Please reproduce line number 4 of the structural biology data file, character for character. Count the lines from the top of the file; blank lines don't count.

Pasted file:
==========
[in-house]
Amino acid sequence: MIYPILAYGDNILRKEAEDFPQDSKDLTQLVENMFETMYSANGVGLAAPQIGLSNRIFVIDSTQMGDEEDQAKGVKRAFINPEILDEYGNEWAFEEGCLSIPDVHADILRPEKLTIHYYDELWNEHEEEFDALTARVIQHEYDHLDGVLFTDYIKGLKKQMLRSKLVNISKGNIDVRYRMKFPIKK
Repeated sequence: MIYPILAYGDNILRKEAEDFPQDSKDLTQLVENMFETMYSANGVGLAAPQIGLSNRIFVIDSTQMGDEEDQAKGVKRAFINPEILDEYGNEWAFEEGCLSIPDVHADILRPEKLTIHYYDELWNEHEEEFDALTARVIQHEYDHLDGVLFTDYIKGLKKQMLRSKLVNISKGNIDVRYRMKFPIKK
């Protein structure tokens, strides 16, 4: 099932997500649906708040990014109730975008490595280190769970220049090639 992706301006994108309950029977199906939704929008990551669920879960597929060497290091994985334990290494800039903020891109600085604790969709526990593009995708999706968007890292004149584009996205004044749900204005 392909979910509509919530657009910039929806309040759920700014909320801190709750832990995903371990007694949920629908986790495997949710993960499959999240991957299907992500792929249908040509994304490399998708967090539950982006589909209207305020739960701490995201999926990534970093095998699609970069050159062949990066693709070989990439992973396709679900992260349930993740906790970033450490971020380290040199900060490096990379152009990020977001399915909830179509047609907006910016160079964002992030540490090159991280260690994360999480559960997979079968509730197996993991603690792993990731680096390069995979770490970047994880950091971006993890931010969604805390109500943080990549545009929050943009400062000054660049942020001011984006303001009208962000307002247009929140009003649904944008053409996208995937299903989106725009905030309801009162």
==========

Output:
């Protein structure tokens, strides 16, 4: 099932997500649906708040990014109730975008490595280190769970220049090639 992706301006994108309950029977199906939704929008990551669920879960597929060497290091994985334990290494800039903020891109600085604790969709526990593009995708999706968007890292004149584009996205004044749900204005 392909979910509509919530657009910039929806309040759920700014909320801190709750832990995903371990007694949920629908986790495997949710993960499959999240991957299907992500792929249908040509994304490399998708967090539950982006589909209207305020739960701490995201999926990534970093095998699609970069050159062949990066693709070989990439992973396709679900992260349930993740906790970033450490971020380290040199900060490096990379152009990020977001399915909830179509047609907006910016160079964002992030540490090159991280260690994360999480559960997979079968509730197996993991603690792993990731680096390069995979770490970047994880950091971006993890931010969604805390109500943080990549545009929050943009400062000054660049942020001011984006303001009208962000307002247009929140009003649904944008053409996208995937299903989106725009905030309801009162």